As many as 19 injured in shooting at New Orleans Mother's Day parade
New Orleans police are searching for three suspects Sunday after at least 19 people were shot during a Mother’s Day parade.
Police spokeswoman Remi Braden said in an email that many of the victims were grazed and most of the wounds weren’t life-threatening. No deaths were reported.
The FBI said that the shooting appeared to be “street violence” and wasn’t linked to terrorism.
The victims included 10 men, seven women, a boy and a girl. The children, both 10 years old, were grazed and in good condition. Police said at least two people were in surgery Sunday night.
Mayor Mitch Landrieu urged witnesses to come forward with information during a news conference Sunday night at a hospital where gunshot victims were taken.
“These kinds of incidents will not go unanswered. Somebody knows something. The way to stop this violence is for you all to help,” he said.
Mary Beth Romig, a spokeswoman for the FBI in New Orleans, said federal investigators have no indication that the shooting was an act of terrorism.
“It’s strictly an act of street violence in New Orleans,” she said.
Chief Serpas announced in a press conference earlier on Sunday that the youngest victim is believed to be a 10-year-old girl. Police say she suffered a graze wound, WVUE Fox 8 reported.
Officers were interspersed with the marchers, which is routine for such events. As many as 400 people joined in the procession that stretched for about 3 blocks, though only half that many were in the immediate vicinity of the shooting, Serpas said.
Serpas said that the procession had been accompanied by officers, who saw two or three suspects run from the scene in the city’s 7th Ward.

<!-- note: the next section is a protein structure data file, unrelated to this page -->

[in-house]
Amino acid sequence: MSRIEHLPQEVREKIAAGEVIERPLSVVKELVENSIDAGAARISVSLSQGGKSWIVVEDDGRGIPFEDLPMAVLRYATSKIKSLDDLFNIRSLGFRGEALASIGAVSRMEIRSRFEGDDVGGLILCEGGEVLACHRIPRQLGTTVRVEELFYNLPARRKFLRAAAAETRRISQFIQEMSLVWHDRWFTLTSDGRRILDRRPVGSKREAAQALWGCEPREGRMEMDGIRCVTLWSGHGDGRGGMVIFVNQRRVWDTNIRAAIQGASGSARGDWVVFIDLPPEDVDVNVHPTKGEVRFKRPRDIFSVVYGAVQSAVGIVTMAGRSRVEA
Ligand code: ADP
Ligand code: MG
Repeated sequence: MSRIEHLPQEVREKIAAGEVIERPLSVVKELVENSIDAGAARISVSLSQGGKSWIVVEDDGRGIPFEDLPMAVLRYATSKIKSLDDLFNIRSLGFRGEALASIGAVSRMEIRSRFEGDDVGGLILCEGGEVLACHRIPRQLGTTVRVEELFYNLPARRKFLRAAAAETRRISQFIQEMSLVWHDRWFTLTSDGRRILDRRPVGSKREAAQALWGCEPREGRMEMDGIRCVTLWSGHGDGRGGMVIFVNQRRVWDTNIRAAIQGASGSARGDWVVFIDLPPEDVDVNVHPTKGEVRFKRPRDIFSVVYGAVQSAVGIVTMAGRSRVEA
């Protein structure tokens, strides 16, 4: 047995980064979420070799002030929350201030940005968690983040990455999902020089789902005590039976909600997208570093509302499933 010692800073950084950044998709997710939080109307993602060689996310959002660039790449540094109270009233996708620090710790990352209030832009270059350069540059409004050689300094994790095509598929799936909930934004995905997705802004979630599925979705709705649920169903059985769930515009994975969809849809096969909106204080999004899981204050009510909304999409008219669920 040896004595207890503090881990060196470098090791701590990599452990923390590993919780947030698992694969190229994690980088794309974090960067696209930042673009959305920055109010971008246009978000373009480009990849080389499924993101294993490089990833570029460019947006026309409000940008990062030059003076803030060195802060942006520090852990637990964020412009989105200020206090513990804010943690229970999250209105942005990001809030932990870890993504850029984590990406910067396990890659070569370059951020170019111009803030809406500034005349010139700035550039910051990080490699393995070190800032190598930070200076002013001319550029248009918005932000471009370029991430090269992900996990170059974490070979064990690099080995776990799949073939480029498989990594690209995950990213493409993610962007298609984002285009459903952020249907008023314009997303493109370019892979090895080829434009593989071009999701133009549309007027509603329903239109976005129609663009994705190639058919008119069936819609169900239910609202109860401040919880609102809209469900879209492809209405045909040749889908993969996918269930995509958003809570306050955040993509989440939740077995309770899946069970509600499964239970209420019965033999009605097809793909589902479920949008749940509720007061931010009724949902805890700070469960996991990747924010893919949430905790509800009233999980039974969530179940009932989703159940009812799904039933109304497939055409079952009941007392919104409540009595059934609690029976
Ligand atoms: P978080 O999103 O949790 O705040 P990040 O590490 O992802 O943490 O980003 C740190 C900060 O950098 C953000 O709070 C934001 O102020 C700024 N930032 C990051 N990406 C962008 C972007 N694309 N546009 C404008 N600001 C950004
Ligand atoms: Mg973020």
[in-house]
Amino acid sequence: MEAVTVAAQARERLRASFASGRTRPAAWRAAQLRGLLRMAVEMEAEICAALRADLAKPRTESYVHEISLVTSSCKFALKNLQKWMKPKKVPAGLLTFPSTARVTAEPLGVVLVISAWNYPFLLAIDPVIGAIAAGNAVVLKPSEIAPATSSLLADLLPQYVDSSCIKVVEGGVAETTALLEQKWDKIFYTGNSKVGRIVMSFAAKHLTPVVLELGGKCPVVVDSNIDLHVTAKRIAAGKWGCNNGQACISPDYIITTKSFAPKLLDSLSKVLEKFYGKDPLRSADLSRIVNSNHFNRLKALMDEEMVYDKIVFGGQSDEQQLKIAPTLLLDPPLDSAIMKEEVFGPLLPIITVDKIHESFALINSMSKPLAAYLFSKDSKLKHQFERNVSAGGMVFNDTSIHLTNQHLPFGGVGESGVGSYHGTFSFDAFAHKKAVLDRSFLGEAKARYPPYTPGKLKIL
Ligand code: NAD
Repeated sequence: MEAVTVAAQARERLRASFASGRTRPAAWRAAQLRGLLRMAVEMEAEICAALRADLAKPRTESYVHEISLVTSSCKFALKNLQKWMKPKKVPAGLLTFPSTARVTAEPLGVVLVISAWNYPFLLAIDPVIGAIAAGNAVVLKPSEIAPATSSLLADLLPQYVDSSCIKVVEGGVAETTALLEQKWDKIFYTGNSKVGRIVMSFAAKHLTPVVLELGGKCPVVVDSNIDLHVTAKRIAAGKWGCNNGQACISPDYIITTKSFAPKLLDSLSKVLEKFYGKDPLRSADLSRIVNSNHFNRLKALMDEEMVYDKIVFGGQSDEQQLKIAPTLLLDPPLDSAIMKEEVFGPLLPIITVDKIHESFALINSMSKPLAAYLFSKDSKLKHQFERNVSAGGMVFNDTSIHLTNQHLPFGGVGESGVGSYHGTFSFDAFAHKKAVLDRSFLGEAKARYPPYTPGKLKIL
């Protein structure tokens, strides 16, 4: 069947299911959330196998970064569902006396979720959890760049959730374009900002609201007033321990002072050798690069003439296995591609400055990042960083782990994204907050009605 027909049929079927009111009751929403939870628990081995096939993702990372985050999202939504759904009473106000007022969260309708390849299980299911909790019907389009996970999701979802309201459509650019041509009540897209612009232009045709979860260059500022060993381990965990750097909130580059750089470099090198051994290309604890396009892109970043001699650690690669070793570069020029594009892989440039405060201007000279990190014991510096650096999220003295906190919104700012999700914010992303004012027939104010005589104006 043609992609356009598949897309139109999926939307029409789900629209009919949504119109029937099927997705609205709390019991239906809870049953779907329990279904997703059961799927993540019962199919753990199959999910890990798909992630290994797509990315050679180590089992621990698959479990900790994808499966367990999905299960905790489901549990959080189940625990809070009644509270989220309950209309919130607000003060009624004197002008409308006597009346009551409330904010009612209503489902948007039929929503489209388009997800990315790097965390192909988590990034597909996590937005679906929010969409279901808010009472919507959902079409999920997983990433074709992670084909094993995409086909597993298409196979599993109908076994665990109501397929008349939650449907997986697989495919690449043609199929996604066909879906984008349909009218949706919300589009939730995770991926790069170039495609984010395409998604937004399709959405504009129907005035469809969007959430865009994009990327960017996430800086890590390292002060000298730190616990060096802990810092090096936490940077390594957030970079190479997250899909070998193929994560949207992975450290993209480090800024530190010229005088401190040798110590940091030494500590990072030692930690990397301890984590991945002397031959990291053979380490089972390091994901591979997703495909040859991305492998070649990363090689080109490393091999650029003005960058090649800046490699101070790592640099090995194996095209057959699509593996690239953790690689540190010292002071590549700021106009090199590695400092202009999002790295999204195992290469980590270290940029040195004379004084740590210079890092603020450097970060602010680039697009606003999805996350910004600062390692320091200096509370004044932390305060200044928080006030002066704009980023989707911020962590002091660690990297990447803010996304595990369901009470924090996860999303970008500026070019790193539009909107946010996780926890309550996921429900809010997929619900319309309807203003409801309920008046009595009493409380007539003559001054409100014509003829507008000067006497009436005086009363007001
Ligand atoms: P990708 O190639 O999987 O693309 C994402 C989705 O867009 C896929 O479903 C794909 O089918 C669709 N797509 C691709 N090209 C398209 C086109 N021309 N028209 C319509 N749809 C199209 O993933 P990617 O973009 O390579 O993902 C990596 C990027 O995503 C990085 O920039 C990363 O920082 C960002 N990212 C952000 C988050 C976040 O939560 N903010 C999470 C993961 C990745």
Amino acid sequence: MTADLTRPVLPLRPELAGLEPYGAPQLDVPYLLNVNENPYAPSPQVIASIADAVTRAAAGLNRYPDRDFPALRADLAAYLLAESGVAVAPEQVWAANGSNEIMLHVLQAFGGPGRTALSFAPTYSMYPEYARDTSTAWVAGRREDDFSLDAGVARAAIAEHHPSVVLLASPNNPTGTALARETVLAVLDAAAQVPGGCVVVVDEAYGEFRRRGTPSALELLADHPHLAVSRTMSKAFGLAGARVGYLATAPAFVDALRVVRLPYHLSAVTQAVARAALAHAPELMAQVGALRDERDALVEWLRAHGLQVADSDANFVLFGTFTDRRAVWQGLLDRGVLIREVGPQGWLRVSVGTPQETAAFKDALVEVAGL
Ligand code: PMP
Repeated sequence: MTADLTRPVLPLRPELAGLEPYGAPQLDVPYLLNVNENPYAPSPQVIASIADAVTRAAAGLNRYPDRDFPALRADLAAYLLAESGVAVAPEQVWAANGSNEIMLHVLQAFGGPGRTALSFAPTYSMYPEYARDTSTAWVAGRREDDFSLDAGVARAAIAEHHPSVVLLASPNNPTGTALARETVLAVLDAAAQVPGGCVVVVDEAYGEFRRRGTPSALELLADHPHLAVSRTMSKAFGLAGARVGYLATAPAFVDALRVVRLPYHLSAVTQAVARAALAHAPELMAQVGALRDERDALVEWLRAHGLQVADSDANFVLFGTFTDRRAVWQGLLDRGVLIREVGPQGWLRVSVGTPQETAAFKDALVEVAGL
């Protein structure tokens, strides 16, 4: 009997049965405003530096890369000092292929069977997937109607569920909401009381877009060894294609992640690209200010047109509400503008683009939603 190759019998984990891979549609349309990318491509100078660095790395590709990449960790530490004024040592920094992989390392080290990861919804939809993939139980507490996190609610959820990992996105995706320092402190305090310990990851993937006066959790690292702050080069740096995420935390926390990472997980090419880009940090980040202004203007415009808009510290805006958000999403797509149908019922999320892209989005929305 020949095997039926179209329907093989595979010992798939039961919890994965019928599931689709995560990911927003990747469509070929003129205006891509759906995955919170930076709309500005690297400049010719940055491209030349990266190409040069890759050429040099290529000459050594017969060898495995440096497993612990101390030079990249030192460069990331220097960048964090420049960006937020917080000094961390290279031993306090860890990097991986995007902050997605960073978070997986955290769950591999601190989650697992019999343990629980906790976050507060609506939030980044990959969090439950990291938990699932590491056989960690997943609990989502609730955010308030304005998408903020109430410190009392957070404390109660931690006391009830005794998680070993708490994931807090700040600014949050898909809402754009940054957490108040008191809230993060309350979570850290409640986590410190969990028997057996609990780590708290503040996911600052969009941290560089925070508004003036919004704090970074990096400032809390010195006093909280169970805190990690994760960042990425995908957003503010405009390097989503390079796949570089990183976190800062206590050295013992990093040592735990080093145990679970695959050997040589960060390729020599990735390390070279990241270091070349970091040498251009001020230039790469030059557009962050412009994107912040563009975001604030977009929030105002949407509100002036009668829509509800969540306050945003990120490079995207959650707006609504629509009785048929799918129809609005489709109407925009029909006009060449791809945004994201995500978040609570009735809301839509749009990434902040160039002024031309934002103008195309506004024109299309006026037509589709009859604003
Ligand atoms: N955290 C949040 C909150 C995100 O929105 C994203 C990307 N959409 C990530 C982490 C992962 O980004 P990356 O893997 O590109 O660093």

Outside the hospital on Sunday night, Leonard Temple teared up as he talked about a friend of his who was in surgery after being shot three times during the parade. Temple was told the man was hit while trying to push his own daughter out of the way.
“People were just hanging out. We were just chilling. And this happened. Bad things always happen to good people,” said Temple, who was at the parade but didn’t see the shootings.
In the late afternoon, the scene was taped off and police had placed bullet casing markers in at least 10 spots.
Nobody had been arrested as of Sunday night.
Eleven patients have been admitted to Interim LSU Public Hospital with no life threatening injuries, hospital spokesperson Marvin McGraw said.
Second-line parades are loose processions in which people dance down the street, often following behind a brass band. They can be impromptu or planned and are sometimes described as moving block parties.
A social club called The Original Big 7 organized Sunday’s event. The group was founded in 1996 at the Saint Bernard housing projects, according to its MySpace page.
The neighborhood where the shooting happened was a mix of low-income and middle-class row houses, some boarded up. As of last year, the neighborhood’s population was about 60 percent of its pre-Hurricane Katrina level.
Police vowed to make swift arrests.
“We’ll get them. We have good resources in this neighborhood,” Serpas said.
The Associated Press contributed to this report.
Via: Fox News